What to consider before ordering your free trees

15 January 2024

Newly planted trees in a field

The NFU has teamed up with Lloyds Bank and the Woodland Trust across certain regions for an exclusive tree give away offer.

How can I claim the offer?

Use the links below to navigate to what's on offer in your region.

For more information on other tree planting schemes and funding, visit: Tree planting information for farmers

Key considerations when planting trees

Before ordering your pack, think about where these trees will go and consider:


It is essential that you have permission from the legal landowner to plant trees.


Shrubs may be acceptable when spaced 3 metres away from overhead powerlines but avoid smaller and larger trees. Underground services are best left un-planted unless the service provider or your agreement with them permits it.


Tree roots break up archaeological deposits. Even when trees are already growing on archaeology it is not advised to introduce new trees.

You are likely to know if your farm has a designated heritage asset (Scheduled Ancient Monument, Registered Park and Garden etc). Such sites are shown on magic.defra.gov.uk, so you can check if you are unsure. All known archaeology should be avoided when tree planting.

Lynchets, ridge and furrow, burial grounds, forts and woodbanks are commonly found on farms and most likely are not shown on magic.defra.gov.uk. We recommend checking your Local Authority Historic Environment Records online database.

Valuable habitats and features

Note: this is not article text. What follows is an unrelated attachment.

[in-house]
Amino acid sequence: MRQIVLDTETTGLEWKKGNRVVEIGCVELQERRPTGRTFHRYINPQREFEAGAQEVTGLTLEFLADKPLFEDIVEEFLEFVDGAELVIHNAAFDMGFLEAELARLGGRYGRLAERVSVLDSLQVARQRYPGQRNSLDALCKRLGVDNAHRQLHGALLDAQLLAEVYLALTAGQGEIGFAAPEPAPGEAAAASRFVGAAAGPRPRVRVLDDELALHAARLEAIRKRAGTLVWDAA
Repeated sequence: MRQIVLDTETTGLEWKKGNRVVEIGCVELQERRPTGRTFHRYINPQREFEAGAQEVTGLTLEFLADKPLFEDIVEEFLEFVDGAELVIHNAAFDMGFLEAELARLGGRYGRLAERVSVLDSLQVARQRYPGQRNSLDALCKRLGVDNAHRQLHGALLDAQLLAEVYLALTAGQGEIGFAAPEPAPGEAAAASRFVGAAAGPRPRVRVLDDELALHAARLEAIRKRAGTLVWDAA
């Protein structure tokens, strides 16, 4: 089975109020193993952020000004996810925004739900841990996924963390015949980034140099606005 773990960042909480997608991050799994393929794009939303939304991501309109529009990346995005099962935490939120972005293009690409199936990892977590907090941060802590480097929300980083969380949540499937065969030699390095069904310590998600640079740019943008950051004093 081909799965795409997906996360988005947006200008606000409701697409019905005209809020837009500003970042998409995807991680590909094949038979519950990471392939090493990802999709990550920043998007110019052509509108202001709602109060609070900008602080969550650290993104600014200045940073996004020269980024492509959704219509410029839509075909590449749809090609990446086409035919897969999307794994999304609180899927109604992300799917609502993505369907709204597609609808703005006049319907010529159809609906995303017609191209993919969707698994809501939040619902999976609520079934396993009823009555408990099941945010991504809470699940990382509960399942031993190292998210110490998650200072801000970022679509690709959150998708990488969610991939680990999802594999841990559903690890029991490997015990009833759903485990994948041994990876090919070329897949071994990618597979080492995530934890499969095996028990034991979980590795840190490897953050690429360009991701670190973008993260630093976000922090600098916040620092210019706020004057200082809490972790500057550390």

Avoid changing conditions on semi-natural habitats like unimproved or semi-improved grasslands.

Features like mature open grown trees, beetle banks, bat roosts and sites associate with ground nesting farm birds could easily be adversely impacted by tree planting and are best avoided. Look up your farm on Defra's Magic Map for habitats and species that may impact on your planting plans.


By planting the right tree in the right place you can avoid damaging drains, buildings and creating a future tree safety issue. Think about the future impacts on views, TV signals, safety and infrastructure both on your land and any neighbours that may be affected.

Protected Habitats

You likely will already know if your land is within or bordering land that has restrictions on it in the form of various designations and the associated legislation. You can double check if you are unsure by using Defra's Magic Map, navigating to your planting site and turning on all the layers under the “designations” category. 

Planting Style:

  • Regardless of the size of your plans it is best to plant the same species of tree/shrub in groups, ideally of 15 to 40 in size (shrubs can be at the smaller end of that range and tree species from the middle to the larger end).

  • Shrubs grow best around the edges of plantations where they visually soften the edge, provide shelter, add colour and habitat variety, and don’t get over-topped by taller growing trees.

  • Closely spaced trees compete for light and grow taller and straighter. They will concentrate their growth in the stem of the tree and have less branch material. More widely spaced trees grow out as well as up and are generally better for conservation. The UK has a wide range of insects, fungi and lichen that are associated specifically with open grown trees. The loss of ash field trees is potentially devastating for such species, especially as many of them turned to ash when we lost our elms as the bark is a similar pH.

  • Give space to existing trees and hedges. An open grown field or hedge tree will be adversely affected by a plantation that grows up to be touching or shading its crown. The habitat value of hedges will degrade if they are over topped by a plantation.

  • Planting woodland where it links, extends or buffers existing woodland really helps safeguard woodland habitats.

This page was first published on 29 August 2023. It was updated on 15 January 2024.

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